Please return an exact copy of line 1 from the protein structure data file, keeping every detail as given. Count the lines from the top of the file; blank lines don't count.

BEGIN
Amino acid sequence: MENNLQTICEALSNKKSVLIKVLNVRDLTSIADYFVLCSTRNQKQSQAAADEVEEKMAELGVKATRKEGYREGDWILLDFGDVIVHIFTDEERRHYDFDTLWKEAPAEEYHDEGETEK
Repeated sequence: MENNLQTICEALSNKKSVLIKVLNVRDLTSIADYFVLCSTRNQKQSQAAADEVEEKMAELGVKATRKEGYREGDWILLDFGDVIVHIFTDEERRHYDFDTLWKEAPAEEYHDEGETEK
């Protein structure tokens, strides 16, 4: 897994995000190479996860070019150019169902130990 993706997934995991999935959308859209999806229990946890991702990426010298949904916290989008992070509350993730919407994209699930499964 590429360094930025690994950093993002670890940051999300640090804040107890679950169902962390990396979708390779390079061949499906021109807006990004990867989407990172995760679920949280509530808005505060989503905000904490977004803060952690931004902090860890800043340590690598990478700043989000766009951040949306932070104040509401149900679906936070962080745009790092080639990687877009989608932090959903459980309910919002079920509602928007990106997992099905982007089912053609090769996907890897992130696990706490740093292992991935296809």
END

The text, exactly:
Amino acid sequence: MENNLQTICEALSNKKSVLIKVLNVRDLTSIADYFVLCSTRNQKQSQAAADEVEEKMAELGVKATRKEGYREGDWILLDFGDVIVHIFTDEERRHYDFDTLWKEAPAEEYHDEGETEK